Repurposing the human immunodeficiency virus (HIV) integrase inhibitor raltegravir for the treatment of felid alphaherpesvirus 1 (FHV-1) ocular infection

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Herpesviruses infect many species, inducing a wide range of diseases. Herpesvirus-induced ocular disease, which may lead to blindness, commonly occurs in humans, dogs, and cats, and is caused by human alphaherpesvirus 1 (HHV-1), canid alphaherpesvirus (CHV-1), and felid alphaherpesvirus 1 (FHV-1), respectively. Rapid and effective antiviral therapy is of the utmost importance to control infection in order to preserve the vision of infected people or animals. However, current treatment options are suboptimal, in large part due to the difficulty and cost of de novo drug development and the lack of effective models to bridge work in in vitro cell cultures and in vivo. Repurposing currently approved drugs for viral infections is one strategy to more rapidly identify new therapeutics. Furthermore, studying ocular herpesviruses in cats is of particular importance, as this condition is a frequent disease manifestation in these animals and FHV-1 infection of the cat is increasingly being recognized as a valuable natural-host model of herpesvirus-induced ocular infection First, the current models to study ocular herpesvirus infections were reviewed. Next, the efficacy of raltegravir was evaluated using a novel corneal explant model. Raltegravir is a human immunodeficiency virus (HIV) integrase inhibitor that was recently shown to poses antiviral activity against human herpesviruses. Then, electric cell-substrate impedance sensing (ECIS) was evaluated as a novel methodology to study the replication kinetics of herpesviruses. It was also used to characterize a fluorescently labeled FHV-1, created using CRISPR/Cas9 genome. Next, it was found that raltegravir inhibits both viral DNA synthesis initiation and late gene expression, a mechanism consistent with inhibition of viral ICP8. Finally, RNA sequencing was used to explore the indirect effects of raltegravir on the host. It was found that raltegravir treatment promoted the expression of anti-angiogenic factors and altered the metabolism of the host cells, both of which may be beneficial therapeutically. These results, combined with a recent in vivo study in experimentally infected cats, demonstrates that raltegravir is a viable treatment option for FHV-1 and warrants further investigations into its clinical potential against other herpesviruses.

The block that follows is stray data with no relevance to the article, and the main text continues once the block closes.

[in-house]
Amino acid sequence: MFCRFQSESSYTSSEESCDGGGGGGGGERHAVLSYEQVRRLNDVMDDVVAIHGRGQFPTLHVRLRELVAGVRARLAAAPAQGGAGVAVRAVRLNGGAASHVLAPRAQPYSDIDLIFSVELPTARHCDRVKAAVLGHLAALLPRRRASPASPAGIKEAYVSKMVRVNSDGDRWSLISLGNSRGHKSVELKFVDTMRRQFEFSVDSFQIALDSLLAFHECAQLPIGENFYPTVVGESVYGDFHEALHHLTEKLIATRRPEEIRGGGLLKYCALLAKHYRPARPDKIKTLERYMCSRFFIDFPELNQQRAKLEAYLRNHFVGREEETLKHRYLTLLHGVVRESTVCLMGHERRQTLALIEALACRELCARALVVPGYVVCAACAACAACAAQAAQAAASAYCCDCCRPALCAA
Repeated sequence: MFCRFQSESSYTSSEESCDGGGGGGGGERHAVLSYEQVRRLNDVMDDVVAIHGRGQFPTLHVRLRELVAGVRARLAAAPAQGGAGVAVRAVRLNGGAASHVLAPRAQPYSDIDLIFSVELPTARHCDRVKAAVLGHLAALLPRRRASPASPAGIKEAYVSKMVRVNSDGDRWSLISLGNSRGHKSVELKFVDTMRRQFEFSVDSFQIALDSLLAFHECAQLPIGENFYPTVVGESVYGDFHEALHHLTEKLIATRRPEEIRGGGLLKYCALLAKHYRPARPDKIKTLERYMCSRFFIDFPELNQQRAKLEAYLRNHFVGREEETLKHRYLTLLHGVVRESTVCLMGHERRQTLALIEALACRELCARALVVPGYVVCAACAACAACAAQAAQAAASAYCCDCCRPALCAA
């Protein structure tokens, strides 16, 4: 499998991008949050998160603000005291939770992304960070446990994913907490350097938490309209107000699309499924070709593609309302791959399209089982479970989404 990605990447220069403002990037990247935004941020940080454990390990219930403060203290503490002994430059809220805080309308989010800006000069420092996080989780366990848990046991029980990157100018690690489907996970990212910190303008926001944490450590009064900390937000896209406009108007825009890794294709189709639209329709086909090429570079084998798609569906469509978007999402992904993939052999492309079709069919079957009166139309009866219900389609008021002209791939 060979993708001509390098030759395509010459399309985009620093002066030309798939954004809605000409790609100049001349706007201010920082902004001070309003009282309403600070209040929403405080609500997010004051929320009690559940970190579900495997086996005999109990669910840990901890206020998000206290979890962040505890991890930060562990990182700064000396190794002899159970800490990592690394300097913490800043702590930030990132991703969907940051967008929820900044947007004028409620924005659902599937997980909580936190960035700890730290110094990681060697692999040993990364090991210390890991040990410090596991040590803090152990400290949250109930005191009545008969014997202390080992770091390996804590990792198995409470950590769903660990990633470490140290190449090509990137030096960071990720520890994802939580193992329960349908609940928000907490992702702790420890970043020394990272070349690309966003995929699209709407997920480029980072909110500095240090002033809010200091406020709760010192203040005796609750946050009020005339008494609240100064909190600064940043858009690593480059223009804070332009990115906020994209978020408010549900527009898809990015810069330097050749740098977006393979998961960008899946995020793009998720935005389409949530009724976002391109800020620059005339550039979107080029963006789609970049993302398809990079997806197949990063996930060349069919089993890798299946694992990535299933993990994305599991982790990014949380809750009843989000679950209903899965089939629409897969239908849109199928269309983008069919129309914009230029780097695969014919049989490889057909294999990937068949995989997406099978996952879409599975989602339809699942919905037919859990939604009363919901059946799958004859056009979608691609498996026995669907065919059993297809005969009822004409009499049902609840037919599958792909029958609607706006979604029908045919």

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Veterinary science; electric cell-substrate impedance sensing (ECIS); explant; Felid alphaherpesvirus (FHV-1); ICP8; ocular herpesvirus; raltegravir; Virology
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Van de Walle, Gerlinde
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Parrish, Colin Ross
Wagner, Bettina
Ledbetter, Eric C.
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Immunology and Infectious Disease
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Ph. D., Immunology and Infectious Disease
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Doctor of Philosophy
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Government Document
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dissertation or thesis
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